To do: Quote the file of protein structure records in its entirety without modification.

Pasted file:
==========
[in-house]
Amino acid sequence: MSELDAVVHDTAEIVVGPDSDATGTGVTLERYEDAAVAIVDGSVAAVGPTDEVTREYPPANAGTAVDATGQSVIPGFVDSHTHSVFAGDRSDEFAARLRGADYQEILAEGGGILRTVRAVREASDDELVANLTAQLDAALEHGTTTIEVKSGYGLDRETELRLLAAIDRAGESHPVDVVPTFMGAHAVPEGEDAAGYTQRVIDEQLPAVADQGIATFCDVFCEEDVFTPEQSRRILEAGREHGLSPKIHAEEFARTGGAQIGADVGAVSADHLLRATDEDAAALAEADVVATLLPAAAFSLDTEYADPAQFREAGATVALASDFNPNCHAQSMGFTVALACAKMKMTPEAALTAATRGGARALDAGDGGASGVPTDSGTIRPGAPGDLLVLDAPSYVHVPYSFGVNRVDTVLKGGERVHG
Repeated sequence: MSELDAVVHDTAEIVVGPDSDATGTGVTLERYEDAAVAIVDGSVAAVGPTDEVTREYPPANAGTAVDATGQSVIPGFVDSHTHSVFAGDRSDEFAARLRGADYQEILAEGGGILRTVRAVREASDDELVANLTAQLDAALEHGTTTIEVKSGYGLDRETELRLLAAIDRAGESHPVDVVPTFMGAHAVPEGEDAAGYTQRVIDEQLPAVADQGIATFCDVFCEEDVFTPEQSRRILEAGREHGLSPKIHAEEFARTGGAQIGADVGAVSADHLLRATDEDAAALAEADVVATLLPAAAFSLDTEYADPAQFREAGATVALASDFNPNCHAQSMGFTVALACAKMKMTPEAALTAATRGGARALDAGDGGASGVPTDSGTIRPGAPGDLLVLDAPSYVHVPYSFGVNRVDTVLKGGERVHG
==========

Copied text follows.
[in-house]
Amino acid sequence: MSELDAVVHDTAEIVVGPDSDATGTGVTLERYEDAAVAIVDGSVAAVGPTDEVTREYPPANAGTAVDATGQSVIPGFVDSHTHSVFAGDRSDEFAARLRGADYQEILAEGGGILRTVRAVREASDDELVANLTAQLDAALEHGTTTIEVKSGYGLDRETELRLLAAIDRAGESHPVDVVPTFMGAHAVPEGEDAAGYTQRVIDEQLPAVADQGIATFCDVFCEEDVFTPEQSRRILEAGREHGLSPKIHAEEFARTGGAQIGADVGAVSADHLLRATDEDAAALAEADVVATLLPAAAFSLDTEYADPAQFREAGATVALASDFNPNCHAQSMGFTVALACAKMKMTPEAALTAATRGGARALDAGDGGASGVPTDSGTIRPGAPGDLLVLDAPSYVHVPYSFGVNRVDTVLKGGERVHG
Repeated sequence: MSELDAVVHDTAEIVVGPDSDATGTGVTLERYEDAAVAIVDGSVAAVGPTDEVTREYPPANAGTAVDATGQSVIPGFVDSHTHSVFAGDRSDEFAARLRGADYQEILAEGGGILRTVRAVREASDDELVANLTAQLDAALEHGTTTIEVKSGYGLDRETELRLLAAIDRAGESHPVDVVPTFMGAHAVPEGEDAAGYTQRVIDEQLPAVADQGIATFCDVFCEEDVFTPEQSRRILEAGREHGLSPKIHAEEFARTGGAQIGADVGAVSADHLLRATDEDAAALAEADVVATLLPAAAFSLDTEYADPAQFREAGATVALASDFNPNCHAQSMGFTVALACAKMKMTPEAALTAATRGGARALDAGDGGASGVPTDSGTIRPGAPGDLLVLDAPSYVHVPYSFGVNRVDTVLKGGERVHG